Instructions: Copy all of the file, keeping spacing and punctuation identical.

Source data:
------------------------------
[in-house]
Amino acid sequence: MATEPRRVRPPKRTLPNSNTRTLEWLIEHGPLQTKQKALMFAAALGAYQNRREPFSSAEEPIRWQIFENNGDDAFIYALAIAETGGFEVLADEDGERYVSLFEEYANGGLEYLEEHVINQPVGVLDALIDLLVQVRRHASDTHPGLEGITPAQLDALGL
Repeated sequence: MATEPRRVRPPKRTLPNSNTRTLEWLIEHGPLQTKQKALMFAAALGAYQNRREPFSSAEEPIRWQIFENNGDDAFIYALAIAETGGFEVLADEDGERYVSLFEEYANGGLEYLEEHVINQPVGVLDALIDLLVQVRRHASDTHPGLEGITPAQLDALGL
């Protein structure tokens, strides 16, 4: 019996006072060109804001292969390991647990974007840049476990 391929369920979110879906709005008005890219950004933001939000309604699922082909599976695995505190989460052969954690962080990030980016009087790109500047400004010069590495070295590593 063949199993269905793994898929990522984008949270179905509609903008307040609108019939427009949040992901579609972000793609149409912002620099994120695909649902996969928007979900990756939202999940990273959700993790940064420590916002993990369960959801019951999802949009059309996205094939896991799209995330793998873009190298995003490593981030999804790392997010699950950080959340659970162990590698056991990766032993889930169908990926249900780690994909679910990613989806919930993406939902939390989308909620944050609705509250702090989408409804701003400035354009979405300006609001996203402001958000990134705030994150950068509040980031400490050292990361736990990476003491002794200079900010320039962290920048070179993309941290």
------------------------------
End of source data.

[in-house]
Amino acid sequence: MATEPRRVRPPKRTLPNSNTRTLEWLIEHGPLQTKQKALMFAAALGAYQNRREPFSSAEEPIRWQIFENNGDDAFIYALAIAETGGFEVLADEDGERYVSLFEEYANGGLEYLEEHVINQPVGVLDALIDLLVQVRRHASDTHPGLEGITPAQLDALGL
Repeated sequence: MATEPRRVRPPKRTLPNSNTRTLEWLIEHGPLQTKQKALMFAAALGAYQNRREPFSSAEEPIRWQIFENNGDDAFIYALAIAETGGFEVLADEDGERYVSLFEEYANGGLEYLEEHVINQPVGVLDALIDLLVQVRRHASDTHPGLEGITPAQLDALGL
């Protein structure tokens, strides 16, 4: 019996006072060109804001292969390991647990974007840049476990 391929369920979110879906709005008005890219950004933001939000309604699922082909599976695995505190989460052969954690962080990030980016009087790109500047400004010069590495070295590593 063949199993269905793994898929990522984008949270179905509609903008307040609108019939427009949040992901579609972000793609149409912002620099994120695909649902996969928007979900990756939202999940990273959700993790940064420590916002993990369960959801019951999802949009059309996205094939896991799209995330793998873009190298995003490593981030999804790392997010699950950080959340659970162990590698056991990766032993889930169908990926249900780690994909679910990613989806919930993406939902939390989308909620944050609705509250702090989408409804701003400035354009979405300006609001996203402001958000990134705030994150950068509040980031400490050292990361736990990476003491002794200079900010320039962290920048070179993309941290």